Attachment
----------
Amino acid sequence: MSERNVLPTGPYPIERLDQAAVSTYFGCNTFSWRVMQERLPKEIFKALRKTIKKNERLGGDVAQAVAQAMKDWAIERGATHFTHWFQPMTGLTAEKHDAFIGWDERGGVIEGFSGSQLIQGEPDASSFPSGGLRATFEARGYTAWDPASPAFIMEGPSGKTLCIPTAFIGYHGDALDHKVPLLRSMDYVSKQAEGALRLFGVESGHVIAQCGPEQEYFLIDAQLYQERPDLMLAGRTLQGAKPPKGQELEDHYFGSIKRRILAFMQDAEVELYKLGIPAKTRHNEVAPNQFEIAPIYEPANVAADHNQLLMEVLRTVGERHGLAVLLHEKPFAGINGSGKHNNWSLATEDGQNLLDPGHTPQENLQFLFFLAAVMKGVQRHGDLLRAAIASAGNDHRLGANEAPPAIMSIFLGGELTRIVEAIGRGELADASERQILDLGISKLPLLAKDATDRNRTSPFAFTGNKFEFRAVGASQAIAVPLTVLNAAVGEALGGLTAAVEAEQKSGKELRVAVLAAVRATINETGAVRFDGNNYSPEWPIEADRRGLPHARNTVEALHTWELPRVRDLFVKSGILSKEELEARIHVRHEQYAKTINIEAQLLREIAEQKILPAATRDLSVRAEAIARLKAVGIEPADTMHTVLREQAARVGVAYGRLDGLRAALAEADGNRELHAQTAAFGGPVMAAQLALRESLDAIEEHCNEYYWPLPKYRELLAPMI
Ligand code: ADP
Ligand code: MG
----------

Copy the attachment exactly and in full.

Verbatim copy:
Amino acid sequence: MSERNVLPTGPYPIERLDQAAVSTYFGCNTFSWRVMQERLPKEIFKALRKTIKKNERLGGDVAQAVAQAMKDWAIERGATHFTHWFQPMTGLTAEKHDAFIGWDERGGVIEGFSGSQLIQGEPDASSFPSGGLRATFEARGYTAWDPASPAFIMEGPSGKTLCIPTAFIGYHGDALDHKVPLLRSMDYVSKQAEGALRLFGVESGHVIAQCGPEQEYFLIDAQLYQERPDLMLAGRTLQGAKPPKGQELEDHYFGSIKRRILAFMQDAEVELYKLGIPAKTRHNEVAPNQFEIAPIYEPANVAADHNQLLMEVLRTVGERHGLAVLLHEKPFAGINGSGKHNNWSLATEDGQNLLDPGHTPQENLQFLFFLAAVMKGVQRHGDLLRAAIASAGNDHRLGANEAPPAIMSIFLGGELTRIVEAIGRGELADASERQILDLGISKLPLLAKDATDRNRTSPFAFTGNKFEFRAVGASQAIAVPLTVLNAAVGEALGGLTAAVEAEQKSGKELRVAVLAAVRATINETGAVRFDGNNYSPEWPIEADRRGLPHARNTVEALHTWELPRVRDLFVKSGILSKEELEARIHVRHEQYAKTINIEAQLLREIAEQKILPAATRDLSVRAEAIARLKAVGIEPADTMHTVLREQAARVGVAYGRLDGLRAALAEADGNRELHAQTAAFGGPVMAAQLALRESLDAIEEHCNEYYWPLPKYRELLAPMI
Ligand code: ADP
Ligand code: MG